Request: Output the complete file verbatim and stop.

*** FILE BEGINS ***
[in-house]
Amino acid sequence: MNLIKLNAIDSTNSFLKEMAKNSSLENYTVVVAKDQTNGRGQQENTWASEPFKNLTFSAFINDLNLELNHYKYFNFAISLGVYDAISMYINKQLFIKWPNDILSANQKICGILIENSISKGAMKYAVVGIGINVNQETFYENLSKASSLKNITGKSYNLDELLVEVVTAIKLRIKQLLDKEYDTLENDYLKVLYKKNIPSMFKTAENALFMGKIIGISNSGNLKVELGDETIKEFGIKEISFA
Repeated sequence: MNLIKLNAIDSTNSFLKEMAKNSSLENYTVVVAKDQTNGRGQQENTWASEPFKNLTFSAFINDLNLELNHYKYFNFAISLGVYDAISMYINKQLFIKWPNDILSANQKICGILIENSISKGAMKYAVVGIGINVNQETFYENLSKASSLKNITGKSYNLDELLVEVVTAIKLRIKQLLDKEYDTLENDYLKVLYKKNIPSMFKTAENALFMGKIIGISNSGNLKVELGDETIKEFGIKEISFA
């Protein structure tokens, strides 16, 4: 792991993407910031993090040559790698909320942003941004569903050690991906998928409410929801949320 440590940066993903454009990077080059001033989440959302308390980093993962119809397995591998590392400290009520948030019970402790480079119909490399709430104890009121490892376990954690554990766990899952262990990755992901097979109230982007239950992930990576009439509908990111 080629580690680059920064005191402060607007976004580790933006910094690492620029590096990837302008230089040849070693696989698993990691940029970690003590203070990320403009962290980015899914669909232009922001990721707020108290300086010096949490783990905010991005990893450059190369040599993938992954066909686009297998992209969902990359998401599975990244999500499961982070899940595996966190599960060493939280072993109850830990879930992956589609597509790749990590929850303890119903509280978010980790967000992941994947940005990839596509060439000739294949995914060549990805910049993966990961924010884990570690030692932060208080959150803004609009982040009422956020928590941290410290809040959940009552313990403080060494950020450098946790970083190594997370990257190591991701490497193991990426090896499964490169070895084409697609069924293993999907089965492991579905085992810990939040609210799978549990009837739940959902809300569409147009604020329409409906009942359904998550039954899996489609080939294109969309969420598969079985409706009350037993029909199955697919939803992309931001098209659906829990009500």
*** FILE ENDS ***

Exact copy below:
[in-house]
Amino acid sequence: MNLIKLNAIDSTNSFLKEMAKNSSLENYTVVVAKDQTNGRGQQENTWASEPFKNLTFSAFINDLNLELNHYKYFNFAISLGVYDAISMYINKQLFIKWPNDILSANQKICGILIENSISKGAMKYAVVGIGINVNQETFYENLSKASSLKNITGKSYNLDELLVEVVTAIKLRIKQLLDKEYDTLENDYLKVLYKKNIPSMFKTAENALFMGKIIGISNSGNLKVELGDETIKEFGIKEISFA
Repeated sequence: MNLIKLNAIDSTNSFLKEMAKNSSLENYTVVVAKDQTNGRGQQENTWASEPFKNLTFSAFINDLNLELNHYKYFNFAISLGVYDAISMYINKQLFIKWPNDILSANQKICGILIENSISKGAMKYAVVGIGINVNQETFYENLSKASSLKNITGKSYNLDELLVEVVTAIKLRIKQLLDKEYDTLENDYLKVLYKKNIPSMFKTAENALFMGKIIGISNSGNLKVELGDETIKEFGIKEISFA
């Protein structure tokens, strides 16, 4: 792991993407910031993090040559790698909320942003941004569903050690991906998928409410929801949320 440590940066993903454009990077080059001033989440959302308390980093993962119809397995591998590392400290009520948030019970402790480079119909490399709430104890009121490892376990954690554990766990899952262990990755992901097979109230982007239950992930990576009439509908990111 080629580690680059920064005191402060607007976004580790933006910094690492620029590096990837302008230089040849070693696989698993990691940029970690003590203070990320403009962290980015899914669909232009922001990721707020108290300086010096949490783990905010991005990893450059190369040599993938992954066909686009297998992209969902990359998401599975990244999500499961982070899940595996966190599960060493939280072993109850830990879930992956589609597509790749990590929850303890119903509280978010980790967000992941994947940005990839596509060439000739294949995914060549990805910049993966990961924010884990570690030692932060208080959150803004609009982040009422956020928590941290410290809040959940009552313990403080060494950020450098946790970083190594997370990257190591991701490497193991990426090896499964490169070895084409697609069924293993999907089965492991579905085992810990939040609210799978549990009837739940959902809300569409147009604020329409409906009942359904998550039954899996489609080939294109969309969420598969079985409706009350037993029909199955697919939803992309931001098209659906829990009500």